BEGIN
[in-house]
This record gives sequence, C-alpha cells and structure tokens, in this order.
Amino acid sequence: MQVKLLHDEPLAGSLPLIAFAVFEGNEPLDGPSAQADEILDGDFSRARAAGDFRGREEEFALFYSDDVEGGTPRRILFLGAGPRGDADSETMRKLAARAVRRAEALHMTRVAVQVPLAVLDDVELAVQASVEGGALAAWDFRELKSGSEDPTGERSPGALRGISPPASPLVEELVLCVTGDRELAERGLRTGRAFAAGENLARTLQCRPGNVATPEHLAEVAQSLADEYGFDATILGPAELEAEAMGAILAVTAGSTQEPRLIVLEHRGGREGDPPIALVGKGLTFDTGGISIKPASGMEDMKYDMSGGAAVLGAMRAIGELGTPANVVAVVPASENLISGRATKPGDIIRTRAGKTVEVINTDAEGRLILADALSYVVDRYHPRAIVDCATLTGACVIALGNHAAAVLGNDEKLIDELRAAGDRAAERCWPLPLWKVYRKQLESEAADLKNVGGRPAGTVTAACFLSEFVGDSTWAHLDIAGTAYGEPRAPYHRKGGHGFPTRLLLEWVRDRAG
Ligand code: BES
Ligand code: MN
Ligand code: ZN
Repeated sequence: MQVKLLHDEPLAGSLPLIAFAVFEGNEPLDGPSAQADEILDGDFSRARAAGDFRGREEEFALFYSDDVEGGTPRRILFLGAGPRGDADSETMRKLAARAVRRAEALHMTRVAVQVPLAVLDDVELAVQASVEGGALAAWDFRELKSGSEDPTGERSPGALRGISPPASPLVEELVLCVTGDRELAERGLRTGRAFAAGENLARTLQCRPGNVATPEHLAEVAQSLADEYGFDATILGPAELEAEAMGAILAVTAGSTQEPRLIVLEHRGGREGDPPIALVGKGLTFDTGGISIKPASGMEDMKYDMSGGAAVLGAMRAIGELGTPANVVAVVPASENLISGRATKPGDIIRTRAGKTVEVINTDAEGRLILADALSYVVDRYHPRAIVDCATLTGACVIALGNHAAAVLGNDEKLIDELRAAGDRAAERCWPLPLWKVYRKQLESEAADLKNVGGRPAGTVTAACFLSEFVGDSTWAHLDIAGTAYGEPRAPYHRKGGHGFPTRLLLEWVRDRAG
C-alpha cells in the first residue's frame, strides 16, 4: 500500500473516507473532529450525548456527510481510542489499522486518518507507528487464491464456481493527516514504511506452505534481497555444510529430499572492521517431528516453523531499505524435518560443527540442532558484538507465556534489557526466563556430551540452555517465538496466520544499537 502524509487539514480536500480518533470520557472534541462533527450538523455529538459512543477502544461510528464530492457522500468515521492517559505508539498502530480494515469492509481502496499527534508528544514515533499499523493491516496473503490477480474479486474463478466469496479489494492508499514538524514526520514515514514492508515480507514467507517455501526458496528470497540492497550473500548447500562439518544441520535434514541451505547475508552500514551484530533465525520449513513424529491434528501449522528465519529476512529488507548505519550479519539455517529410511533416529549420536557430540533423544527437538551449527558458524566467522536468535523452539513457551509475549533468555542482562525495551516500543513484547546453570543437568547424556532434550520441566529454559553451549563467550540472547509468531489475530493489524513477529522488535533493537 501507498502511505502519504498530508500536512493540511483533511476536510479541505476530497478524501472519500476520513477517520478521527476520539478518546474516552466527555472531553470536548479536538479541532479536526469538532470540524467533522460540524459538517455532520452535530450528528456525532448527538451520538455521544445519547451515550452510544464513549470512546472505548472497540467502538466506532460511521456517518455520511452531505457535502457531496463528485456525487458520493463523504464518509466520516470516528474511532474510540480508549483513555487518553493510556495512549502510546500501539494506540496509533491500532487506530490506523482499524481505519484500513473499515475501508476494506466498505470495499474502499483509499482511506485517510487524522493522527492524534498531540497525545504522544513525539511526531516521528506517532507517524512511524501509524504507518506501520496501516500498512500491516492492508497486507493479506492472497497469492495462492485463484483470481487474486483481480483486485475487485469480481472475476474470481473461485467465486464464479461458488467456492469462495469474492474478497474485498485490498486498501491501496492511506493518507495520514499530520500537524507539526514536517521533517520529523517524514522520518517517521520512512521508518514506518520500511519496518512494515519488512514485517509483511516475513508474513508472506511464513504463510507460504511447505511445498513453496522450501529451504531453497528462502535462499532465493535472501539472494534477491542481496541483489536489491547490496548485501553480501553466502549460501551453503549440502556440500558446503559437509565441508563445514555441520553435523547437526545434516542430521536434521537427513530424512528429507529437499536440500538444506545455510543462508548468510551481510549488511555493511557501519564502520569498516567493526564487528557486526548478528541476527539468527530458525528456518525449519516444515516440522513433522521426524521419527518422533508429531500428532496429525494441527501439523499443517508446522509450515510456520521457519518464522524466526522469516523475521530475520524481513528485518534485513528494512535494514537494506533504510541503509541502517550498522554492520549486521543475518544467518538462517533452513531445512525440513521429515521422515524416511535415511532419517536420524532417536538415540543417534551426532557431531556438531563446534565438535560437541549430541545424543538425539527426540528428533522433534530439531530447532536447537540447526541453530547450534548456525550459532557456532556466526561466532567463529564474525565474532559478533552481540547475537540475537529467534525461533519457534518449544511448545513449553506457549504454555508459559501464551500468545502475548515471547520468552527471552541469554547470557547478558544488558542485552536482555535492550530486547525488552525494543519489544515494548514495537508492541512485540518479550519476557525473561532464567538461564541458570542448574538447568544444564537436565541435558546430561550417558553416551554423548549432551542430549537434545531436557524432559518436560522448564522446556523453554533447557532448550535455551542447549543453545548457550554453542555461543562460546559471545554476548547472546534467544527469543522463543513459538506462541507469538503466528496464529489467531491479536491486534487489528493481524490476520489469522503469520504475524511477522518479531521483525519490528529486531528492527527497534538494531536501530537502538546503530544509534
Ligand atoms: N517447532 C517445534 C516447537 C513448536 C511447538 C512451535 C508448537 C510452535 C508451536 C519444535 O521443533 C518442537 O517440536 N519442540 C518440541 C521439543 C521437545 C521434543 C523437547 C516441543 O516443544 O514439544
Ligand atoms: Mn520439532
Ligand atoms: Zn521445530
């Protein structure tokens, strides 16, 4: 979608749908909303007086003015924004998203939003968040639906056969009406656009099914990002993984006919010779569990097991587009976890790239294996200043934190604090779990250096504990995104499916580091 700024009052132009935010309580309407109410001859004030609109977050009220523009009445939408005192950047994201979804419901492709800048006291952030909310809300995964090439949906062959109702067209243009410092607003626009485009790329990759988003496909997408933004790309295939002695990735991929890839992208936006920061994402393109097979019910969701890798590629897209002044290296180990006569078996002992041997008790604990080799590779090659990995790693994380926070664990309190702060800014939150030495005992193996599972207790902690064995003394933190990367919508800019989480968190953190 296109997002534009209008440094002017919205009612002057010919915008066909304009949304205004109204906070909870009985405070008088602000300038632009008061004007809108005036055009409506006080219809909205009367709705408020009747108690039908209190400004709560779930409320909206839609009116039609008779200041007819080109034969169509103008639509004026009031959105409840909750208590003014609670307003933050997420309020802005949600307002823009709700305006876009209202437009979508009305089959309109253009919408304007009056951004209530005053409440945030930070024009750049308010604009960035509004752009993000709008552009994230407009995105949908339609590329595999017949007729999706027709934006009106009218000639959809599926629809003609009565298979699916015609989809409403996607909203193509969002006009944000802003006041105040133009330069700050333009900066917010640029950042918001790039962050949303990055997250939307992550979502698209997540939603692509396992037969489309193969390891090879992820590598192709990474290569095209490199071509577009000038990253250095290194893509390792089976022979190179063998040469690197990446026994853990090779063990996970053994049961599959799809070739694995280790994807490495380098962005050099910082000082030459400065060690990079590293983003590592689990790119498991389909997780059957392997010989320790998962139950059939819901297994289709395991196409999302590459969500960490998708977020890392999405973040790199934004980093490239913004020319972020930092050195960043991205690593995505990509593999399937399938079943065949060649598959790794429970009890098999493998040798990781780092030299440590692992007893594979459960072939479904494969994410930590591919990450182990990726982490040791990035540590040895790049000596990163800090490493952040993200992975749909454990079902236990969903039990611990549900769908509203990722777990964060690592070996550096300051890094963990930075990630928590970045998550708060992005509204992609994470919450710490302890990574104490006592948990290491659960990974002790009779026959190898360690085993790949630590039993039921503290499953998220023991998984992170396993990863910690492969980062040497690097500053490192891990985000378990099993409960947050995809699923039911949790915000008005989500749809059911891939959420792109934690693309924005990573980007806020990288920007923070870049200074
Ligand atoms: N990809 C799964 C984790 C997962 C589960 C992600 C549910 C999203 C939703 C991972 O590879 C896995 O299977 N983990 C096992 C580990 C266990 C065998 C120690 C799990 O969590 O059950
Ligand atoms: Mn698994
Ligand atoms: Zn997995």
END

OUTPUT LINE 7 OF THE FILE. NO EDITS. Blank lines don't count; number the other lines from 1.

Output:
Repeated sequence: MQVKLLHDEPLAGSLPLIAFAVFEGNEPLDGPSAQADEILDGDFSRARAAGDFRGREEEFALFYSDDVEGGTPRRILFLGAGPRGDADSETMRKLAARAVRRAEALHMTRVAVQVPLAVLDDVELAVQASVEGGALAAWDFRELKSGSEDPTGERSPGALRGISPPASPLVEELVLCVTGDRELAERGLRTGRAFAAGENLARTLQCRPGNVATPEHLAEVAQSLADEYGFDATILGPAELEAEAMGAILAVTAGSTQEPRLIVLEHRGGREGDPPIALVGKGLTFDTGGISIKPASGMEDMKYDMSGGAAVLGAMRAIGELGTPANVVAVVPASENLISGRATKPGDIIRTRAGKTVEVINTDAEGRLILADALSYVVDRYHPRAIVDCATLTGACVIALGNHAAAVLGNDEKLIDELRAAGDRAAERCWPLPLWKVYRKQLESEAADLKNVGGRPAGTVTAACFLSEFVGDSTWAHLDIAGTAYGEPRAPYHRKGGHGFPTRLLLEWVRDRAG